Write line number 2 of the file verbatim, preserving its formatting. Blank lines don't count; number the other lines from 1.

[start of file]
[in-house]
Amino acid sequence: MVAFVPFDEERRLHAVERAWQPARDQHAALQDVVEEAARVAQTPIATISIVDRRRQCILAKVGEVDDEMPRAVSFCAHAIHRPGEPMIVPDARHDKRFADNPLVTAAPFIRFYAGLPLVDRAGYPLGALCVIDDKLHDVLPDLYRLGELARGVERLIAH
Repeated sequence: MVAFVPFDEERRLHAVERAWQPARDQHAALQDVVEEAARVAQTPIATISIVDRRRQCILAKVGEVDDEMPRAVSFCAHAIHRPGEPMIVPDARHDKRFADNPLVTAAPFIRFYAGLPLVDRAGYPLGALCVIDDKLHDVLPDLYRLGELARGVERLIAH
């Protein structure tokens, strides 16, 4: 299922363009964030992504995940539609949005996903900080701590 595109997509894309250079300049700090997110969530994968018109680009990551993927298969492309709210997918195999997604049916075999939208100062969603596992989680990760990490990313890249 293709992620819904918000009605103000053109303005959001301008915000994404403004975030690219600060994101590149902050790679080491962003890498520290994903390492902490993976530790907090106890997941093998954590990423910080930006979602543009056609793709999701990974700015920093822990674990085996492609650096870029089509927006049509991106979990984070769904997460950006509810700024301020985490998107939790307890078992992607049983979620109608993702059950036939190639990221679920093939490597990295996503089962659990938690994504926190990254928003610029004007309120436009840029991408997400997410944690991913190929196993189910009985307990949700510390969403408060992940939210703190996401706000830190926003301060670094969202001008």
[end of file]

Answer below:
Amino acid sequence: MVAFVPFDEERRLHAVERAWQPARDQHAALQDVVEEAARVAQTPIATISIVDRRRQCILAKVGEVDDEMPRAVSFCAHAIHRPGEPMIVPDARHDKRFADNPLVTAAPFIRFYAGLPLVDRAGYPLGALCVIDDKLHDVLPDLYRLGELARGVERLIAH